4. This is such a tough question to answer, particularly because we’re so close to our own work. The suggestion to find readers is a good one. Your point about being used to writing shorter pieces and then editing and re-editing them reminds me of Anne Lamott’s Bird By Bird: she advises to think of the novel as a series of short assignments. I suppose she’s talking about writing the first draft, but I think this could apply to editing the draft, too. If you’ve read her book before, forgive me for quoting from it here, but I love the moment when she explains the title of her book:
    “Thirty years ago my older brother, who was ten at the time, was trying to get a report on birds written that he’d had three months to write, which was due the next day. We were out at our family cabin in Bolinas, and he was at the kitchen table closer to tears, surrounded by binder paper and pencils and unopened books on birds, immobilized by the hugeness of the task ahead. Then my father sat down beside him, put his arm around my brother’s shoulder, and said, ‘Bird by bird, buddy. Just take it bird by bird'” (Lamott, Bird by Bird, 19).

    I also think it’s great to turn to reading (as you did) when writing/revising doesn’t seem possible. Not just reading about writing, but also reading fiction because I look at the published words and start to see the craft behind putting them together. Although I sometimes discourage myself (oh, I’ll never write like so-and-so!), more often than not, I’m able to see these great writers as people who, like me, sat down with a bunch of words and tried to make some sense out of them.

    Best of luck as you work on your revisions!

    • Thanks for the advice, Christina. I have read Anne Lamott’s book, and that quote is a great reminder. Plus, the tip to remember that the author of the book I’m reading now was faced with the same challenges (if not more). I’m reading Alice Sebold’s, The Lovely Bones. She seamlessly weaves a story full of intricate details and creates a believable image of heaven.

  5. Thanks for your comments on my blog, Christi. It looks like we’re in much the same place. I guess we just need to have faith in ourselves and realize that we’re learning from the process.

  6. One more comment, I forgot to mention this … and it ties somewhat to “Bird By Bird”.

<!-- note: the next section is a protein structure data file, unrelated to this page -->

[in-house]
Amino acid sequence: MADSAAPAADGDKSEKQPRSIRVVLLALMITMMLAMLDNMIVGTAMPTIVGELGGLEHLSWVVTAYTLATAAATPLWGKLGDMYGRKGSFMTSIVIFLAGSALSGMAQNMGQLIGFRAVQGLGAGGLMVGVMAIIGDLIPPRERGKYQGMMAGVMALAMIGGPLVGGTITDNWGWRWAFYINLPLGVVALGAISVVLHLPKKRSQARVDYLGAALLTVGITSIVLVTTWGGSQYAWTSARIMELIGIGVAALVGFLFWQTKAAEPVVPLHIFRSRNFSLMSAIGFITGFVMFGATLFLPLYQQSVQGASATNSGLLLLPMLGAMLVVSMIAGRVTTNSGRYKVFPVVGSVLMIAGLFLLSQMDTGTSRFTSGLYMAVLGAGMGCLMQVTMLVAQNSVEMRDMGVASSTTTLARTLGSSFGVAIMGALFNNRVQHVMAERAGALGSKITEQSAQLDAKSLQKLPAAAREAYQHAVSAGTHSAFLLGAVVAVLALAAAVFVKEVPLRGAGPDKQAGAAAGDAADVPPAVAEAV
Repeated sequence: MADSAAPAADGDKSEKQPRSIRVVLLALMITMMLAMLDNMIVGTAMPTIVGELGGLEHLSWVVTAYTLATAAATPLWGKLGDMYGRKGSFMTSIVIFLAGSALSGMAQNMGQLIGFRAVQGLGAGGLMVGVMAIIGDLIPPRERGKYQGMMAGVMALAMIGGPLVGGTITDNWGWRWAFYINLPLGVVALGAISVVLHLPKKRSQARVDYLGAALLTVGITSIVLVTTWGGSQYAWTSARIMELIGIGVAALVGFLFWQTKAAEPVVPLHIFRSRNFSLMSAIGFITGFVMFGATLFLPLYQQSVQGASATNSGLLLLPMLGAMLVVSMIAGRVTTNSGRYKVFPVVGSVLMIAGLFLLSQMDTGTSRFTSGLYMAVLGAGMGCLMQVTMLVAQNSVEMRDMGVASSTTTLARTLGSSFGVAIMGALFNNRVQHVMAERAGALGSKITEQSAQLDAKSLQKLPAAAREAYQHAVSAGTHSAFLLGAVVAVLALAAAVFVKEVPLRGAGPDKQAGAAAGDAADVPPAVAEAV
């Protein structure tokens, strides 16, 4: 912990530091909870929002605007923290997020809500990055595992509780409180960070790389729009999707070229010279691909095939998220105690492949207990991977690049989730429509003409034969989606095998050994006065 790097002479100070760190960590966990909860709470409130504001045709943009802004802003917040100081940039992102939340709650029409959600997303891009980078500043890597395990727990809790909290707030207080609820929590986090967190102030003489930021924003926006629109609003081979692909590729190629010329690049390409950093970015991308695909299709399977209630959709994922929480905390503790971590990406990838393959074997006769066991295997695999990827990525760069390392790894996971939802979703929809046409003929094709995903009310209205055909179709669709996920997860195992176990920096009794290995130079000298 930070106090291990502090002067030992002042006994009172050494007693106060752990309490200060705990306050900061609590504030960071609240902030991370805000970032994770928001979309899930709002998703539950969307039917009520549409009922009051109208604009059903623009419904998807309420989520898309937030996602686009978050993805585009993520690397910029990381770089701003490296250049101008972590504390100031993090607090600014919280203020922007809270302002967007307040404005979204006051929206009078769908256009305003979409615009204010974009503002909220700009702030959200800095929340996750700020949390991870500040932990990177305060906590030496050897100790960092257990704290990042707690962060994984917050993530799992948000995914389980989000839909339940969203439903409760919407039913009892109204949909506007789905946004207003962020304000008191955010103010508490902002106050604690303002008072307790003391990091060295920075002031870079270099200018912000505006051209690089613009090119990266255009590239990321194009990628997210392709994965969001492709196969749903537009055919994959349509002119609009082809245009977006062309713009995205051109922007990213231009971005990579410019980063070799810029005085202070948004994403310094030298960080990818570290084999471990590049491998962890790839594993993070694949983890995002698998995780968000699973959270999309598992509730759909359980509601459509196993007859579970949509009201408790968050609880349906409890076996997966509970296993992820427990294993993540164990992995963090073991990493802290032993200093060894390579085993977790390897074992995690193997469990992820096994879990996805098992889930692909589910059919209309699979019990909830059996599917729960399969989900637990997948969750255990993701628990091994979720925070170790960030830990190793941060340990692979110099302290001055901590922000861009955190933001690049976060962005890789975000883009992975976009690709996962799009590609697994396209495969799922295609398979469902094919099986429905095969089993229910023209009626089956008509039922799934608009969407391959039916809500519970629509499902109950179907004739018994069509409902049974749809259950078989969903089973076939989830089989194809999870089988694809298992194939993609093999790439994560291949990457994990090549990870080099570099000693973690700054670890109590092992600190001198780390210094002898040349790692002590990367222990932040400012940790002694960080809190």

I read/heard somewhere that one re-writing approach is to focus on one or two things for each pass through the manuscript. I’ve recently tried this and it worked very well. I have 3 POV characters, and was struggling a lot with the flow of each story thread. In one of my revisions, I pulled out all the chapter from a character’s POV and just worked on those sections.

    Figure out what is the most troublesome (structure, character?) and work through just focusing on fixing that. First, you’ll be amazed what else gets “fixed” in the process, second, it’s not as overwhelming. I definitely encourage you not to worry too much about the words, the writing until you get structural and character and scene pieces in decent shape. (At least, doing that set me back, not sure about others.)

    Have fun. I’ve grown to enjoy re-writing once I stopped feeling completely overwhelmed and discouraged and and and … 😉

    • I like that tip, Cathryn, thanks. I’ve been stuck in thinking a rewrite has to go from beginning to end and back again. Break it up, I definitely like that. From all the great advice and encouragement I’ve gotten in these comments, the excitement of diving back into the story is slowly resurfacing.

  7. So happy to find this blog and looking forward to spending more time here.
    The writing process is endlessly fascinating, isn’t it? And Bird by Bird has got to up there with one of the top two or three books on writing, don’t you think?
    Have you read Annie Dillard’s book on writing? I think it is called, The Writing Life. Also excellent.
    And I loved Writing Down the Bones, too. Thanks for the reminder of that great teacher…

    • Rebecca, thanks for stopping by and leaving a comment. I haven’t read Annie Dillard’s book, yet, so thanks too for the recommendation. Hope to see you around the site again soon!